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Pedro Castillo faces challenges in the face of a divided Peru

2021-07-20T17:49:55.864Z

The president-elect is challenged to heal the wounds of a country where deep divisions have emerged. Pedro Castillo, proclaimed president of Peru 1:15 (Reuters) - Peru finally has a new president after a tense and protracted electoral battle that left the socialist Pedro Castillo the winner, and the president-elect is now challenged to heal the wounds of a country where deep divisions have emerged. Castillo, who will take office on July 28, was officially proclaimed president after defeating ri



Pedro Castillo, proclaimed president of Peru 1:15

(Reuters) -

Peru finally has a new president after a tense and protracted electoral battle that left the socialist Pedro Castillo the winner, and the president-elect is now challenged to heal the wounds of a country where deep divisions have emerged.

Castillo, who will take office on July 28, was officially proclaimed president after defeating right-wing Keiko Fujimori by 44,000 votes, the daughter of imprisoned ex-president Alberto Fujimori who had blocked the announcement due to hundreds of contesting elections on June 6.

The president-elect was at the home of a relative on Tuesday in the Breña district of Lima, which woke up cordoned off by dozens of police and state security forces awaiting coordination for the transfer of power, sources close to the leader said. left.

  • Political leaders react to the proclamation of Pedro Castillo as president-elect of Peru

Pedro Castillo, from the Peru Libre party, celebrates after his proclamation as president-elect of Peru in Lima, on July 19, 2021. (Credit: GIAN MASKO / AFP via Getty Images)

Pedro Castillo's challenges in Peru

In addition to the challenge of facing the pandemic in Peru and reactivating the economy in the world's second largest copper producer, Castillo will have to make great efforts in pursuit of political stability, after Fujimori's call to initiate protests to "defend" democracy. because it considers - without further evidence - that it lost the elections "illegitimately."

International observers such as the Organization of American States (OAS), the European Union, the Department of State of the United States, Canada and the United Kingdom have said separately that the elections in Peru were transparent.

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Castillo has received greetings and congratulations from various countries such as the United States, Mexico, Argentina, Colombia, Venezuela, Cuba, among other governments in the region.

"We are going to reject any claim against any model from the other country, we Peruvians can, we will create true development and true economic development, guaranteeing legal and economic stability," Castillo said Monday night, in the face of criticism from his opponents who say that it would seek to copy leftist governments such as Venezuela or Cuba.

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    Pedro Castillo and the useless revolutionary temptation

President-elect Pedro Castillo gives passionate speech 7:43

The socialist politician, unknown to the majority of the population until shortly before the elections, has not renounced his promise to seek a new Constitution that gives the State a greater role in the economy, a plan that has shaken the political elite and business of the mining country.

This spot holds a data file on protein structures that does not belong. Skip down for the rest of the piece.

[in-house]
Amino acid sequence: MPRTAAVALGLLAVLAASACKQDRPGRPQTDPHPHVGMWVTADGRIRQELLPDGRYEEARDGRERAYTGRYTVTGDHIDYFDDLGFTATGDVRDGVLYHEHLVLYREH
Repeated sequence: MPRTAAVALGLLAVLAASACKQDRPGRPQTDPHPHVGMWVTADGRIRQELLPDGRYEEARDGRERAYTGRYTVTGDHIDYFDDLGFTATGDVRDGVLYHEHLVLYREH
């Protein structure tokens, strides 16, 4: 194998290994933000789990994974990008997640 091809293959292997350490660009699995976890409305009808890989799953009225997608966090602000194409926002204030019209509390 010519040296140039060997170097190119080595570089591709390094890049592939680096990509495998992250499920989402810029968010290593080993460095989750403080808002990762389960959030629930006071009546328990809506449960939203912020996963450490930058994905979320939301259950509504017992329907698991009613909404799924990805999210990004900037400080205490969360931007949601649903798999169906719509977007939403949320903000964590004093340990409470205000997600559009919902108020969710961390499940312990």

Castillo, in search of consensus

In his first message after his proclamation as president, Castillo told hundreds of his followers that the Constitution will be in force "until the people decide it."

"All the Peruvian people are happy, satisfied, because the people spoke, the people cried out, and Castillo is finally our president, the change of the Peruvian people is coming, the change of the Constitution is coming, no more poor, up Peru," he said. by Danny Castillo, a Castillo supporter on Monday night.

Local financial markets reacted on Tuesday with some skepticism and the currency, the Peruvian sol, depreciated 0.30% to 3.959 / 3.963 units per dollar.

Meanwhile, the benchmark of the Lima Stock Exchange rose 0.27%, to 485.10 units, with key mining papers rising.

Interim President Francisco Sagasti, who took office in November following the resignation of his predecessor, will hand over power to Castillo for a new five-year government when Peru commemorates the bicentennial of its independence.

Peru experienced one of the worst political crises in its history at the end of last year, with three heads of state, in a week after strong protests that left two dead, after a tough confrontation between Congress and the Executive.

A divided Congress

Castillo's relationship with the new Congress - again fragmented - will be key to translate his reforms.

The Marxist Peru Libre party that nominated Castillo will have 37 legislators out of the 130 members of the unicameral parliament.

The second strongest bloc in Congress will be Fujimori's Popular Force party with 24 seats.

Castillo has to negotiate with the other political groups of various ideologies, from the center, independents and even the conservative right.

It is Keiko Fujimori's third defeat, after losing the 2011 and 2016 elections. The politician faces a prosecution for money laundering after receiving allegedly illegal campaign contributions from the Brazilian construction company Odebrecht.

For this case, in which the conservative denies the charges, the anti-corruption prosecutor's office has requested 30 years in prison.

Source: cnnespanol

All news articles on 2021-07-20

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